There is one thing that a building design and a practicing architect both need in order to be successful: a strong foundation.

For twenty years, Professor Brent Porter has devoted his Saturday afternoons to teaching the Institute’s pre-college “Architectural Design Studio” class, giving countless high-school students essential basic skills that they need to enroll in a college architecture program and prepare for a professional career in the field.

For many of the students, the pre-college program on the Manhattan campus becomes just the first step in their education at Pratt Institute. “25 to 33 percent of our Saturday students enroll in the School of Architecture, choosing Pratt Institute over several other programs,” Porter says.

If the pre-college “Introduction to Architecture” class is where students learn to “speak” architecture, as Porter explains it, the “Design Studio” class is where they learn to “do” architecture by using hand drawings and physical models to solve design problems.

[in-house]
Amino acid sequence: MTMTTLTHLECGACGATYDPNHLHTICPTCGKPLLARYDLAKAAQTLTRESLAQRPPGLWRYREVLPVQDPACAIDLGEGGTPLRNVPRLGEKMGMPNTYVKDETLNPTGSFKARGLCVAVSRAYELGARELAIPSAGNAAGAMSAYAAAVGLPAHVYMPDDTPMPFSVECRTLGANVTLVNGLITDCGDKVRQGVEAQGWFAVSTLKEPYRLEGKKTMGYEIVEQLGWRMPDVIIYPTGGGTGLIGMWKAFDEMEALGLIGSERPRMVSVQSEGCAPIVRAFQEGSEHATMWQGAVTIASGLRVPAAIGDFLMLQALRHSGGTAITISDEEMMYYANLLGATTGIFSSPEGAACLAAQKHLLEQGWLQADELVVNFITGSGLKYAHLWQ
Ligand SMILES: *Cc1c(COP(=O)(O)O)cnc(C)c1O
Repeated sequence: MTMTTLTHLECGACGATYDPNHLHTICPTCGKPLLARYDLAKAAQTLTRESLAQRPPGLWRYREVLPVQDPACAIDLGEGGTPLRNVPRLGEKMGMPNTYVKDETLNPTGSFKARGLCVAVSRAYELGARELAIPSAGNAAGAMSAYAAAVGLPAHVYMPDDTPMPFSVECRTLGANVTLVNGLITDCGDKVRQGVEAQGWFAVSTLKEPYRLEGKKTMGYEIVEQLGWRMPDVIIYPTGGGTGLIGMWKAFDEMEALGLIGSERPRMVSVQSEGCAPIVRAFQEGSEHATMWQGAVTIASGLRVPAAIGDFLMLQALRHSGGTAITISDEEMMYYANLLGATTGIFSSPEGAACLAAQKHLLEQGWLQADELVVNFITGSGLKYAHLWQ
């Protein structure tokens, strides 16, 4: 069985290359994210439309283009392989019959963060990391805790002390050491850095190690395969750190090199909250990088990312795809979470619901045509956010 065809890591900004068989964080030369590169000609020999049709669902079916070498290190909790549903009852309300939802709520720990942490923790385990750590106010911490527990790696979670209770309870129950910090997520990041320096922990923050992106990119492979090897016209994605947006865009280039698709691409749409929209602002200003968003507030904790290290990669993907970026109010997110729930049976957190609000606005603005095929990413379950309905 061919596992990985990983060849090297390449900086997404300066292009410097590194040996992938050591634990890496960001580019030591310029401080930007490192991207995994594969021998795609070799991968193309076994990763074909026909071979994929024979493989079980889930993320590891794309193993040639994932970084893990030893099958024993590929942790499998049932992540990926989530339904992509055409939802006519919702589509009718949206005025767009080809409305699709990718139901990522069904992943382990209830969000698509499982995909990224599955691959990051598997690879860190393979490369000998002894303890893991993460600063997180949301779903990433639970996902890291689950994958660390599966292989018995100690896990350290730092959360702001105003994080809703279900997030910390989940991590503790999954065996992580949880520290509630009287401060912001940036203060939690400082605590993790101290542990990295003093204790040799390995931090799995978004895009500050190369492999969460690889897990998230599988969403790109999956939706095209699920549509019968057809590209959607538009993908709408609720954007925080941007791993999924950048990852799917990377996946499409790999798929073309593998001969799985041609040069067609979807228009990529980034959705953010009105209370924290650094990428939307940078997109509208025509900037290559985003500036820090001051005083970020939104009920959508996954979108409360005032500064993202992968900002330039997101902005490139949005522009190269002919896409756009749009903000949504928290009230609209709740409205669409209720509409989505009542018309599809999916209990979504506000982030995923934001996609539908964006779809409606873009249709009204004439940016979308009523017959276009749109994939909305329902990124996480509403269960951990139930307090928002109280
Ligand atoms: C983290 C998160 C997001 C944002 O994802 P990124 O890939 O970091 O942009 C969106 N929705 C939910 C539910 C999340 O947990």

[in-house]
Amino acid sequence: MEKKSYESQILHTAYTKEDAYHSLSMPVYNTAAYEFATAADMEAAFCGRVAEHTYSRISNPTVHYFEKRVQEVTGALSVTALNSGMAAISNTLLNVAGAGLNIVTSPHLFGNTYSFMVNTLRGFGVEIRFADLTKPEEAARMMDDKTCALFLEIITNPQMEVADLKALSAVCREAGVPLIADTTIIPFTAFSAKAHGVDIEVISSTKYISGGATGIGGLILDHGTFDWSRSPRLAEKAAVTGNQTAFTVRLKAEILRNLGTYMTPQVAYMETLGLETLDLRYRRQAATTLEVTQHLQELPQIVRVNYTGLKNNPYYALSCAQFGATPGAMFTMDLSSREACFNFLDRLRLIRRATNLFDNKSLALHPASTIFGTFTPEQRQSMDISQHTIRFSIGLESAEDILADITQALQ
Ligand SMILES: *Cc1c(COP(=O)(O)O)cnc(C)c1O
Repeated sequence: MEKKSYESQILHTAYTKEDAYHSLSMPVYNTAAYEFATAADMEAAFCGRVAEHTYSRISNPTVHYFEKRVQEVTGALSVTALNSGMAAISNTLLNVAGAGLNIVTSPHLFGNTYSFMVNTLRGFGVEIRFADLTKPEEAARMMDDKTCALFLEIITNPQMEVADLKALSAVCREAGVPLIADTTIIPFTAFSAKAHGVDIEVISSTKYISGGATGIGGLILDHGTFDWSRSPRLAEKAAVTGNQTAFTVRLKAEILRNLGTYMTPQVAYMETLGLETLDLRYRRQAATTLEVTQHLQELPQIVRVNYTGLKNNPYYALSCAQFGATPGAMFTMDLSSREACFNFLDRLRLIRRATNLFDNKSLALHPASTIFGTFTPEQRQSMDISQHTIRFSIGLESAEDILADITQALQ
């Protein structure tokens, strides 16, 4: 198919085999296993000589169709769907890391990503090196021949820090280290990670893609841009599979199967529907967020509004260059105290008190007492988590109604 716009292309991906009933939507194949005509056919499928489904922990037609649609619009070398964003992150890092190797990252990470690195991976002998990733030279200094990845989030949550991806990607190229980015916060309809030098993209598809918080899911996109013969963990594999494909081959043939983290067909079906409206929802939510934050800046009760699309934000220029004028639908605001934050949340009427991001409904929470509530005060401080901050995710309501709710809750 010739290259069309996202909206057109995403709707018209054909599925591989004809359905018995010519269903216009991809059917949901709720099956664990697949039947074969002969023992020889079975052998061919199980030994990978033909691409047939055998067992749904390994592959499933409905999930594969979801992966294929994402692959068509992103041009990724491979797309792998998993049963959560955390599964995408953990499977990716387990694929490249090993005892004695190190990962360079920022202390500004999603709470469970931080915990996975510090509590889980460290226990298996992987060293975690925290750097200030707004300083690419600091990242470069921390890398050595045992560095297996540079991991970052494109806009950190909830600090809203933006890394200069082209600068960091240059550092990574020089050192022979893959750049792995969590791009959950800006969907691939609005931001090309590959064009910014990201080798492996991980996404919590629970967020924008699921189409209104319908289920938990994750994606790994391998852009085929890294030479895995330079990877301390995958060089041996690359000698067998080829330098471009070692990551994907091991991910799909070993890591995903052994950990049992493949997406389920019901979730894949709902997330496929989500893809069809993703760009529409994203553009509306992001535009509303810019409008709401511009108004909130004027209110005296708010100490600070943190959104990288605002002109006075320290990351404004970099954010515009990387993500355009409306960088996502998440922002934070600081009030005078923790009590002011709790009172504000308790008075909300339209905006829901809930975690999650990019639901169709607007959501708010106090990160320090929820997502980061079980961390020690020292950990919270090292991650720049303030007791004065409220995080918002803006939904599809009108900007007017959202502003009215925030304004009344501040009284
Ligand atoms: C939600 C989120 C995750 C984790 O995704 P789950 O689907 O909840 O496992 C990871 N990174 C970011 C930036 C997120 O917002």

One typical project is to design a greenhouse for the penthouse of the building across the street from the Pratt Manhattan Center. Porter tries to simulate a real-world experience as much as possible. He gives students an actual plan of the penthouse roof and encourages them to do work in class as if they were associates in an actual design studio. He takes the students on a field trip to the Brooklyn campus, where they can test their models in the lighting lab to simulate lighting at different times of the day or year. 

Students leave the class with a fully developed architectural model and material that they can use in their portfolio when they apply for college.

Porter, who teaches in the School of Architecture and is now in his 41st year at Pratt, has seen a number of changes in his students and their work over the years. “Students are more sophisticated now. Young people have traveled more and they have experienced more architecture than in the past,” he explains.

 When asked what motivates him to keep teaching the “Design Studio” class, Porter doesn’t hesitate. “The designs just keep getting better and better,” he says with a smile.

Text: Marion Hammon
Photos: Nika DeCarlo

Caption: (L–R) Professor Brent Porter in the Architectural Design Studio class; High-school student Ciara Long-Corley works on her greenhouse model